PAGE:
Friday, May 8, 2009

The Great War Finally Over

As the American nation was head deep in a bloody world war in the early 20th century, the idea of a final end brought many Americans overwhelming relief that life will once again be at peace. When the war finally ended in November 11 1918, the early news coverage joined in the celebration and provided the public with needed information on the resolution of the war. The San Francisco Chronicle published an article with a huge bold headline saying “Great War Over” and describes San Francisco shouting in joy. As the associated press provided the great news to the nation, the article described “It was just like New Years eve. Everybody was happy. Old men and young women and young women and old men marched side by side.” The New York Times article “War Ends at 6 O’clock” declared the official surrender of the German army saying the “State department announced at 2:45 O’clock this morning that Germany had signed.. the announce was made verbally by an official of the state department.. Immediate retirement of the German military forces from France, Belgium and Alsace-Lorraine”. During a time when journalists and the public questioned the democratic market, objectivity had become important in the news media and American journalism. The victory made the nation come together and give people hope that American life will become better, and the newspapers cashed in with this great news. Most of the American papers at the time made use of people’s reaction and human emotion early on when the public heard of the news by showing photos of celebration in cities throughout the nation. While much news coverage did explain the details of the resolution and Germanys surrender, the news media was eager to get America’s side of the story. While there still was coverage on the other side of the end, Germany’s recovery as well as the other European countries, the American papers provided more stories of their perspective and their total victory. The San Francisco Chronicles article made such lines including “The associated press flashed the news that the greatest war of history has ended in the greatest victory for democracy and humanity of all time”. Another New York Times article “Nation Rejoices at War’s End” also tagged along with phrases like “What was true of New York was true of the nation. Throughout the country there were joyous celebrations of the signing of the armistice.” Sure it is okay to celebrate and rejoice but the limited perspectives these particular papers gave people not only strengthened America’s pride as a nation but also excluded the overall sense of humanity and the actual destruction of the war and what our nation actually did to other countries and lives in the war effort. Rather than using Germany’s reaction, these early papers often used American reactions to tell the story. Much like today’s news regarding the war in Iraq, a large amount of people came together in an effort to win another war and the news was quick to strengthen that thought that America will win. Some may say this type of coverage is propaganda to make America look like the best, and others may argue it is natural to do so in your own country. But journalism must be cautious and remember the idea of objectivity and cover all sides of the actual story.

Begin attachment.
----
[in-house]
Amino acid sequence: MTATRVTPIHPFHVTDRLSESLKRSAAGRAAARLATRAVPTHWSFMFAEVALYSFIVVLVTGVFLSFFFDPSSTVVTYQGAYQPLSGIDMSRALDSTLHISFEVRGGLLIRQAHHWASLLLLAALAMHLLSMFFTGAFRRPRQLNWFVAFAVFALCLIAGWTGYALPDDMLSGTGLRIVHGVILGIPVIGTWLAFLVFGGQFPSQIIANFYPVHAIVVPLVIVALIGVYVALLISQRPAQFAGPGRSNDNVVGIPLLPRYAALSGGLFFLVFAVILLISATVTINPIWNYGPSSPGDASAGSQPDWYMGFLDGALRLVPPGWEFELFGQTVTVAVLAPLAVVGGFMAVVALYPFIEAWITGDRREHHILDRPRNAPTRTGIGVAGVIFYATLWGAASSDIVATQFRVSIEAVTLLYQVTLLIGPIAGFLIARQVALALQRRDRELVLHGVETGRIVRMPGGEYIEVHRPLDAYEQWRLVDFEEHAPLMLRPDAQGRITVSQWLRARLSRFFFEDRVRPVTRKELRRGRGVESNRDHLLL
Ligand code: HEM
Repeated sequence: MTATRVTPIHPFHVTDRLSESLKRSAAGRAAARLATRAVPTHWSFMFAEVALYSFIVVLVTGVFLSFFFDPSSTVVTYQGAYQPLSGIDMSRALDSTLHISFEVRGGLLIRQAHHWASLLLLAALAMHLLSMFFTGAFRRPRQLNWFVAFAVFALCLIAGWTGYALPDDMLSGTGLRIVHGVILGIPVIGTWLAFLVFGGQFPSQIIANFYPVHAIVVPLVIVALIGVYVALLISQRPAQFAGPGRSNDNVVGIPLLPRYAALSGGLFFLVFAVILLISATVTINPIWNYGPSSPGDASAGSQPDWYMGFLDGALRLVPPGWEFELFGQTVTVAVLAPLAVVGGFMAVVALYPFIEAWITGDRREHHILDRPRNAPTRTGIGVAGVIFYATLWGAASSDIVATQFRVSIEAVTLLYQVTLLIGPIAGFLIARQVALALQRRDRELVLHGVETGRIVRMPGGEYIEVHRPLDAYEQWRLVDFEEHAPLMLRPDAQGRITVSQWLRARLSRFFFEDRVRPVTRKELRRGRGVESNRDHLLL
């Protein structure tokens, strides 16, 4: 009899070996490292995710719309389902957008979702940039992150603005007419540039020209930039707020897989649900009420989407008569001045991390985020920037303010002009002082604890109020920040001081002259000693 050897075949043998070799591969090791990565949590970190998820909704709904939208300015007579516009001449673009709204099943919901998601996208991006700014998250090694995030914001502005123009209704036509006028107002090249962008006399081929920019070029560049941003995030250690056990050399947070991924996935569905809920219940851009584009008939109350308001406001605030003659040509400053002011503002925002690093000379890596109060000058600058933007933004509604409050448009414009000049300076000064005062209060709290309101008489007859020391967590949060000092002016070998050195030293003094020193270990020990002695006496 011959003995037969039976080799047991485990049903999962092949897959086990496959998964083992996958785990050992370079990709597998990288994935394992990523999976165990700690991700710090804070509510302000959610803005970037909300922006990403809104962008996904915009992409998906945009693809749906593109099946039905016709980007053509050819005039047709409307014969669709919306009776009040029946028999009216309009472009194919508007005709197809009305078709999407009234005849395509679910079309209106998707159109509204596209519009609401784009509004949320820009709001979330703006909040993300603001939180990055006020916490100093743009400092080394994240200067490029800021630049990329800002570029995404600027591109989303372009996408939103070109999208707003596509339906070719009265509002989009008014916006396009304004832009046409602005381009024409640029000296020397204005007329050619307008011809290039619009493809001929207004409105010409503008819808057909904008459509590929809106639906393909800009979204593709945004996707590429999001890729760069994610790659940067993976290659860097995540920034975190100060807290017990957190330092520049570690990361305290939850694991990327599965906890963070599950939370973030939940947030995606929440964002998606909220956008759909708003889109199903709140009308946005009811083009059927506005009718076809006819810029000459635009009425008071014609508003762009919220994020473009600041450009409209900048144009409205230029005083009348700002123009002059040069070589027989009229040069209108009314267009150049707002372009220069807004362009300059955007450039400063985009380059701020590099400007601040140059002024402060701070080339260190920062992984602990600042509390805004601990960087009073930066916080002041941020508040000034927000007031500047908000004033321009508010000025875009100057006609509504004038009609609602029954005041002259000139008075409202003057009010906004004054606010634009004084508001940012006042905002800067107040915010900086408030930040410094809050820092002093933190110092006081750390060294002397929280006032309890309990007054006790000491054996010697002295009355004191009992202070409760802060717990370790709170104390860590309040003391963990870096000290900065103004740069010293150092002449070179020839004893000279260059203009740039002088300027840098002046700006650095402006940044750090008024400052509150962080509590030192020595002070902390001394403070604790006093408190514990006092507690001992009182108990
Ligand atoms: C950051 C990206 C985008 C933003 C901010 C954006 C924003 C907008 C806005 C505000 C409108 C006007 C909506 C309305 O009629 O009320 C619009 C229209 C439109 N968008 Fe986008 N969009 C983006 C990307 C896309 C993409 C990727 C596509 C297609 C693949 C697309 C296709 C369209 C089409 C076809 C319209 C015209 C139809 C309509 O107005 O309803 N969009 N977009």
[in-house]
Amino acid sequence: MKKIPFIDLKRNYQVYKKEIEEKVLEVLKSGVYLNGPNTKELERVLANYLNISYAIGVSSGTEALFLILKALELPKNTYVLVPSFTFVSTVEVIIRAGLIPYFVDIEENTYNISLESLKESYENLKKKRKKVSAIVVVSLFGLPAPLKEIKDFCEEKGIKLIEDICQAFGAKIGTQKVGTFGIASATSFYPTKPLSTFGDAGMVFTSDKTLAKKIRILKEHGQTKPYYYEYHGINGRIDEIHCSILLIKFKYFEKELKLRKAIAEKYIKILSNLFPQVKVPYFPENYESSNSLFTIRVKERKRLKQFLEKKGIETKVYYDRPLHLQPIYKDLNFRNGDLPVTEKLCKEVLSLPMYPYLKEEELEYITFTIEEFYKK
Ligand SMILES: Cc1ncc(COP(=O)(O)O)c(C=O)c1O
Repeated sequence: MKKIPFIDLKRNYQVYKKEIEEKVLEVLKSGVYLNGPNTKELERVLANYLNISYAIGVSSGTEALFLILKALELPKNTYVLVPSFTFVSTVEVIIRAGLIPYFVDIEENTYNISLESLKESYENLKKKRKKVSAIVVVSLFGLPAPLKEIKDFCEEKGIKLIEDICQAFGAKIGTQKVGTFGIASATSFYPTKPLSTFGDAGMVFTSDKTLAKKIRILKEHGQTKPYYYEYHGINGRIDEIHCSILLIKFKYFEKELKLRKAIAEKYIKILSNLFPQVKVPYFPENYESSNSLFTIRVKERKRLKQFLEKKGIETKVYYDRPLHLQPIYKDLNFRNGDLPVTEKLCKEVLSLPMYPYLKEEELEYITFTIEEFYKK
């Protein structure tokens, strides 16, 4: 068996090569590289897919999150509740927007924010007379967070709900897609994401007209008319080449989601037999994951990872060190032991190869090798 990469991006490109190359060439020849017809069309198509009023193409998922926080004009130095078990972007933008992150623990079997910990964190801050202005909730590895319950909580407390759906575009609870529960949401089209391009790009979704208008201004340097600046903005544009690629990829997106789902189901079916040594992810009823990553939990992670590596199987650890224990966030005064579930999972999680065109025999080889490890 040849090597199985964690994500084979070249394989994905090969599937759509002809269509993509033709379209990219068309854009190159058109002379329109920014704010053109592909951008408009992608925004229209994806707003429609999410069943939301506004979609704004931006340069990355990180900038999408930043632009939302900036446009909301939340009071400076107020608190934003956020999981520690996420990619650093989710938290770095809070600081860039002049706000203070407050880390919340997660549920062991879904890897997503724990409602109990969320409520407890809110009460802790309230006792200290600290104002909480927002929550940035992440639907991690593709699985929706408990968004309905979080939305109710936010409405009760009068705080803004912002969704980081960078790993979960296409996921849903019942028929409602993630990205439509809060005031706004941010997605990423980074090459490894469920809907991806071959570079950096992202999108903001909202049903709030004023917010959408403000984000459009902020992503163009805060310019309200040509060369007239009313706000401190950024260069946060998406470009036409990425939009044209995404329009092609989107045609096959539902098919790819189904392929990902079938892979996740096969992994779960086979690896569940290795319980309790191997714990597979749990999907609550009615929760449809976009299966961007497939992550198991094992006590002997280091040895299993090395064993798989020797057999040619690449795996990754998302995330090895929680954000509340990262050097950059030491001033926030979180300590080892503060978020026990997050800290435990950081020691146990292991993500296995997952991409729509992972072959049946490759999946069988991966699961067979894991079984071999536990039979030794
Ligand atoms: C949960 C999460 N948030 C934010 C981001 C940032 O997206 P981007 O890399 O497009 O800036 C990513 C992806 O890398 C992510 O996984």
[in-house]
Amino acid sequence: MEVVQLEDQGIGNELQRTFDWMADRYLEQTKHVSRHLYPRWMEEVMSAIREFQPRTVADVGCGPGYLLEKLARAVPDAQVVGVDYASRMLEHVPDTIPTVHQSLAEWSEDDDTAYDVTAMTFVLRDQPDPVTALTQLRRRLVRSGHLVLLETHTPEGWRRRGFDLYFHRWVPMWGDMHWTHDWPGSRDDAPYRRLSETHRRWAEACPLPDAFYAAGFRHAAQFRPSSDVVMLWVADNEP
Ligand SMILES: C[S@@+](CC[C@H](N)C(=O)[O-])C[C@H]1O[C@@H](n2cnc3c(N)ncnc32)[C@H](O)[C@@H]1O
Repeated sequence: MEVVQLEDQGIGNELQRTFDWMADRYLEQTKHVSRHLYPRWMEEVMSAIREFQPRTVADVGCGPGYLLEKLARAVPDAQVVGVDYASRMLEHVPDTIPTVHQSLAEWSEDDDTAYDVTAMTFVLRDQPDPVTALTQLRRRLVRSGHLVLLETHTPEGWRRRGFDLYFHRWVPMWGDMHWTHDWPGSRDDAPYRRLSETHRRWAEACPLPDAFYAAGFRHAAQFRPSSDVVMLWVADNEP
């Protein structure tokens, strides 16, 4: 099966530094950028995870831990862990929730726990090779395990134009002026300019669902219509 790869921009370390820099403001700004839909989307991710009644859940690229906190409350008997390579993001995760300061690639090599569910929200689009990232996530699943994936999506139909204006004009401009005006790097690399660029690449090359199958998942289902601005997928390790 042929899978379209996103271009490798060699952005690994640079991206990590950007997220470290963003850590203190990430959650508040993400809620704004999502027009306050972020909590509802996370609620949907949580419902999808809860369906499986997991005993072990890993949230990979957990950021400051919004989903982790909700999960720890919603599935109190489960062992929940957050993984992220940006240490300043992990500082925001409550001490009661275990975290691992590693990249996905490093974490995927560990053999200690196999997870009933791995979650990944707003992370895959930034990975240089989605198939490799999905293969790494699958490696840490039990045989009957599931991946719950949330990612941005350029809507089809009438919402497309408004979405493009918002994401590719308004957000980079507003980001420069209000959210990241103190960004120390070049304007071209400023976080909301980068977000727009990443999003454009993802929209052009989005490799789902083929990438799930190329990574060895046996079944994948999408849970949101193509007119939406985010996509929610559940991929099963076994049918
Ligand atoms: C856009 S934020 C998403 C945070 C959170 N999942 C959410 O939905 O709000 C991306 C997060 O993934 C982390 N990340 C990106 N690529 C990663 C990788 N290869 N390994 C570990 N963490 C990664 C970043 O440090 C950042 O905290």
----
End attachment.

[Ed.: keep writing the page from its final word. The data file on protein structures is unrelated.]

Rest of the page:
By The Associated Press.. . "WAR ENDS AT 6 O'CLOCK THIS MORNING :The State Department in Washington Made the Announcement at 2:45 o'clock. ARMISTICE WAS SIGNED IN FRANCE AT MIDNIGHT Terms include Withdrawal from Alsace-Lorraine, Disarming and Demobilization of Army and Navy, and Occupation of Strategic Naval and Military Points.. " New York Times (1857-Current file) [New York, N.Y.] 11 Nov. 1918,1. ProQuest Historical Newspapers The New York Times (1851 - 2005). ProQuest. SFSU, San Francisco, CA. May. 2009

"NATION REJOICES AT WAR'S END; CITY IS JUBILANT :All America, With Pealing Bells and Parades, Celebrates Germany's Defeat. SHUT COURTS AND SCHOOLS Exchanges and Offices Close and Workers by Thousands Acclaim Victory. CITY IS ABLAZE AT NIGHT Salvation Army Holds Solemn Service at Library Steps--Mayor LeadsCity Employes' Demonstration. NATION REJOICES AT WAR'S END Sirens Carry the News. Schools and Offices Closed. Mayor Heads Municipal Parade. Judge Lets Prisoners Go. Service by Salvation Army.. " New York Times (1857-Current file) [New York, N.Y.] 12 Nov. 1918,1-2. ProQuest Historical Newspapers The New York Times (1851 - 2005). ProQuest. SFSU, San Francisco, CA. May. 2009

"GREAT WAR OVER :CITY SHOUTS ITS JOY IN WELCOME TO PEACE NEWS Bells, Bonfires, Horns and Whistles Acclaim Victory of Heroic Troops of Free Nations ASSOCIATED PRESS GIVES WORD OF WAR'S ENDING Civic Center Is Thronged by Cheering Hosts Who March by Thousands in Great Peace Parade. " San Francisco Chronicle (1869-Current File) [San Francisco, Calif.] 11 Nov. 1918,1-2. ProQuest Historical Newspapers The San Francisco Chronicle (1865-1922). ProQuest. SFSU, San Francisco, CA. May. 2009

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